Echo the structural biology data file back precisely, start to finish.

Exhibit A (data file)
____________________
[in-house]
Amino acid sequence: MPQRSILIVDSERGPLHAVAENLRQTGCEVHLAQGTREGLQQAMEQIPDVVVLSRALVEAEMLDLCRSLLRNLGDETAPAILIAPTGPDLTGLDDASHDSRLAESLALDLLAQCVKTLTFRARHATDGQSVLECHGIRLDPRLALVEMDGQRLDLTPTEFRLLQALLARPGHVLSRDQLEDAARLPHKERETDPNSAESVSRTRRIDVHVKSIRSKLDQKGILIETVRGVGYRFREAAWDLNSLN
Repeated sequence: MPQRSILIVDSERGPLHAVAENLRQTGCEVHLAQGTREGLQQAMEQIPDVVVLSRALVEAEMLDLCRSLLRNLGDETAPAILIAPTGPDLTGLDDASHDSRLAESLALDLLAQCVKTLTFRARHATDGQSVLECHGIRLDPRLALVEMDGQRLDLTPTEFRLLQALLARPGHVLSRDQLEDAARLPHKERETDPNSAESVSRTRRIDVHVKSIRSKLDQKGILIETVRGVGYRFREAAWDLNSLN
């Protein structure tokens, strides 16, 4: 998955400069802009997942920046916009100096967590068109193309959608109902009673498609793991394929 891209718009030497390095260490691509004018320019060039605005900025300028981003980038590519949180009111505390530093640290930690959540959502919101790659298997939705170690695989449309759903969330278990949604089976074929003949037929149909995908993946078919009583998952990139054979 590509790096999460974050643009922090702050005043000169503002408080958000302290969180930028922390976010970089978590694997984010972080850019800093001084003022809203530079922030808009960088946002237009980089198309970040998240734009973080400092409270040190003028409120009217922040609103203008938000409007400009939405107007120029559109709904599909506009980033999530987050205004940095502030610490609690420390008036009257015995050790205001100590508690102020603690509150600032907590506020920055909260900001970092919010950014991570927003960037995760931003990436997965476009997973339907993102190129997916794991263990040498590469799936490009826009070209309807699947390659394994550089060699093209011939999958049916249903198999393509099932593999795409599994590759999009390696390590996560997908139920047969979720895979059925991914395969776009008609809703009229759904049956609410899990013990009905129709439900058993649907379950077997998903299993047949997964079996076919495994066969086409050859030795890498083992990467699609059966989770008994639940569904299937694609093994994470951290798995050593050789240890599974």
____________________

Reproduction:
[in-house]
Amino acid sequence: MPQRSILIVDSERGPLHAVAENLRQTGCEVHLAQGTREGLQQAMEQIPDVVVLSRALVEAEMLDLCRSLLRNLGDETAPAILIAPTGPDLTGLDDASHDSRLAESLALDLLAQCVKTLTFRARHATDGQSVLECHGIRLDPRLALVEMDGQRLDLTPTEFRLLQALLARPGHVLSRDQLEDAARLPHKERETDPNSAESVSRTRRIDVHVKSIRSKLDQKGILIETVRGVGYRFREAAWDLNSLN
Repeated sequence: MPQRSILIVDSERGPLHAVAENLRQTGCEVHLAQGTREGLQQAMEQIPDVVVLSRALVEAEMLDLCRSLLRNLGDETAPAILIAPTGPDLTGLDDASHDSRLAESLALDLLAQCVKTLTFRARHATDGQSVLECHGIRLDPRLALVEMDGQRLDLTPTEFRLLQALLARPGHVLSRDQLEDAARLPHKERETDPNSAESVSRTRRIDVHVKSIRSKLDQKGILIETVRGVGYRFREAAWDLNSLN
């Protein structure tokens, strides 16, 4: 998955400069802009997942920046916009100096967590068109193309959608109902009673498609793991394929 891209718009030497390095260490691509004018320019060039605005900025300028981003980038590519949180009111505390530093640290930690959540959502919101790659298997939705170690695989449309759903969330278990949604089976074929003949037929149909995908993946078919009583998952990139054979 590509790096999460974050643009922090702050005043000169503002408080958000302290969180930028922390976010970089978590694997984010972080850019800093001084003022809203530079922030808009960088946002237009980089198309970040998240734009973080400092409270040190003028409120009217922040609103203008938000409007400009939405107007120029559109709904599909506009980033999530987050205004940095502030610490609690420390008036009257015995050790205001100590508690102020603690509150600032907590506020920055909260900001970092919010950014991570927003960037995760931003990436997965476009997973339907993102190129997916794991263990040498590469799936490009826009070209309807699947390659394994550089060699093209011939999958049916249903198999393509099932593999795409599994590759999009390696390590996560997908139920047969979720895979059925991914395969776009008609809703009229759904049956609410899990013990009905129709439900058993649907379950077997998903299993047949997964079996076919495994066969086409050859030795890498083992990467699609059966989770008994639940569904299937694609093994994470951290798995050593050789240890599974």